Many hands make for light dressing changes

This is not our first cancer rodeo. We are a bit of an anomaly with our 24/7 supervision and detailed notebook of documentation. This second round of surgery watch has been a little easier than the first just because we aren't surprised by every single thing. There are still surprises, mind you. Finding that Rich had stitches with dressing packed in them versus the staples he had last time was one huge surprise. It's been the most stressful thing about post-op so far. Twice a day they have to pull out the dressing and repack it with new dressing. It takes 30 minutes at least and is very uncomfortable. So we've been learning how to make that as smooth as possible.

I came back to the hospital room around 9:30pm last night and there was a bit of a hubbub in the room. Rich looked utterly fed up with everything. His dad said that the night nurse had come by and Rich was not a fan of her. She was apparently pushy and asking about walking and saying he needed to get his dressing changed three times a day versus twice a day. Rich was not happy.

Rich Sr went back to the hotel for the night, leaving Shannon and I for the overnight shift. I was again doing my part as a heartbeat in the room while Shannon was being the brains. I talked over the dressing change with Rich and told him that if she was not good at it, or if she was doing anything he didn't like we could get the charge nurse. I wasn't going to go on a rampage or pick a fight with the nursing staff. We were just going to make sure they were aware that the dressing change is A Big Deal for us. I felt confident that Shannon and I were well adept at being kind under stress and we would not have security called on us.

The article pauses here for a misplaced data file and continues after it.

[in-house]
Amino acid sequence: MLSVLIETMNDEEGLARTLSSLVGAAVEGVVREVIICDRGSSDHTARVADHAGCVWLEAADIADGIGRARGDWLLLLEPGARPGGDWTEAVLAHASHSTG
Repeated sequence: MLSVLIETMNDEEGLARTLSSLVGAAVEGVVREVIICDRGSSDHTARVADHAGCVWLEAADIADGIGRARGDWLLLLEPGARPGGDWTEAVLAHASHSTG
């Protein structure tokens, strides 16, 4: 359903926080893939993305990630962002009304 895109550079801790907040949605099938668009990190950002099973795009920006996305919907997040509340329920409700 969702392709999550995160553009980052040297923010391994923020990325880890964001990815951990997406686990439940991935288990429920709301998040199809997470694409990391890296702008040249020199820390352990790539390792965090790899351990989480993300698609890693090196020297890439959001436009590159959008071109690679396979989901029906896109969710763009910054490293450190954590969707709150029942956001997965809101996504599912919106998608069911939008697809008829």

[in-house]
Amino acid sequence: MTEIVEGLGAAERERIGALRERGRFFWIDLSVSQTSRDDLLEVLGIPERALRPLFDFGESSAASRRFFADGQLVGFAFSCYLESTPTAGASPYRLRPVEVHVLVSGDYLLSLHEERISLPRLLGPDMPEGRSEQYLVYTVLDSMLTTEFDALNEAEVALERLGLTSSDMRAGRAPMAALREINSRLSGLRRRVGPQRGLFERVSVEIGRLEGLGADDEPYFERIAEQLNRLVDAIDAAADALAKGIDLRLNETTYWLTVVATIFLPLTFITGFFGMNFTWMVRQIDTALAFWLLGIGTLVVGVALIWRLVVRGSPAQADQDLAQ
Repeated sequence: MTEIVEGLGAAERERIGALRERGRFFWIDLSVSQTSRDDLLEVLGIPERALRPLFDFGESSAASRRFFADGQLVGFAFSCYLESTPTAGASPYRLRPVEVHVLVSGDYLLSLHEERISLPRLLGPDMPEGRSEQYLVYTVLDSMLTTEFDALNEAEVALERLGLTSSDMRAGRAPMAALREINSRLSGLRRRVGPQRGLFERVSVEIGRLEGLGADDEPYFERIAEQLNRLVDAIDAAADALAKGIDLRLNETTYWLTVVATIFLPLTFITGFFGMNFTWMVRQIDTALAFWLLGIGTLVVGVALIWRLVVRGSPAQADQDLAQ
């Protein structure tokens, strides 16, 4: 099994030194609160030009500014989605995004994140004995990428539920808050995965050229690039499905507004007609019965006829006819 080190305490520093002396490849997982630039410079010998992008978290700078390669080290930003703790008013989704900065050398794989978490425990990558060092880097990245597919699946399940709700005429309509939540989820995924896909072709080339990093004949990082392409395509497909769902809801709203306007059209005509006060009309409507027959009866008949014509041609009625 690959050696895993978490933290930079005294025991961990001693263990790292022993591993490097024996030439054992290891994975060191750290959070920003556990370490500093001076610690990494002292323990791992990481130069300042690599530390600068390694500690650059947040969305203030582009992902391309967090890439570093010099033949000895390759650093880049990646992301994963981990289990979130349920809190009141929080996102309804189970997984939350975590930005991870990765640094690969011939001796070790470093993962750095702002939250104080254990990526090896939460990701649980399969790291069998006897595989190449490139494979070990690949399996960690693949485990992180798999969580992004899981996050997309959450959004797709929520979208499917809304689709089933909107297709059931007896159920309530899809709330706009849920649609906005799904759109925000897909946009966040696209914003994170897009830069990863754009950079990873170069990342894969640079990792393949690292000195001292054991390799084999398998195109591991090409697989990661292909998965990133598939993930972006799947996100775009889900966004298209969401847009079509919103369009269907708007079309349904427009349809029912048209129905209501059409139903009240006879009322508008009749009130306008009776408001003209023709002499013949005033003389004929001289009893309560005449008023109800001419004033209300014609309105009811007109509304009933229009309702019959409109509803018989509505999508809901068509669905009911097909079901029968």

Around midnight our night nurse stopped by. I was prepared for a Nurse Ratched, only to find this quiet Japanese woman. She asked what time we wanted to do the dressing change and we requested 5am. I told her that we'd like a 10 minute warning so we could start the morphine pump and get ahead of the pain. She said that was fine and she would be gentle and slow. I thought to myself, "This is bossy?"

5am came and Nurse Rina came in with all her supplies and a smile. She brought enough gloves for Shannon and I to participate as much as we wanted. She explained everything she was doing and was very gentle. It still sucked, but it sucked as little as possible. Rina was in charge of removing dressing and repacking dressing, I was in charge of cutting the dressing and holding Rich's hand, Shannon was in charge of the iPhone timer for the PCA morphine. We got through it in 30 minutes flat.

Rina thanked us for letting her do the dressing and wished us good night. I later discovered that when Rich's dad had left, he stopped to tell Rina that Rich was very sensitive about the dressing change, both physically and emotionally. He asked her to be patient with him and if he was grumpy with her to not take it personally.

When I was walking Shannon to her car this morning, she said she felt like she hadn't done anything. It was funny because I felt like I hadn't done much overnight either. And Rich's dad wasn't even there overnight. But each of us had a small job. Just because we don't feel overwhelmed, doesn't mean we're not doing what we're supposed to. It's actually just proof that Team Stryker is performing just like it should.

Wedding ring handoff pre-surgery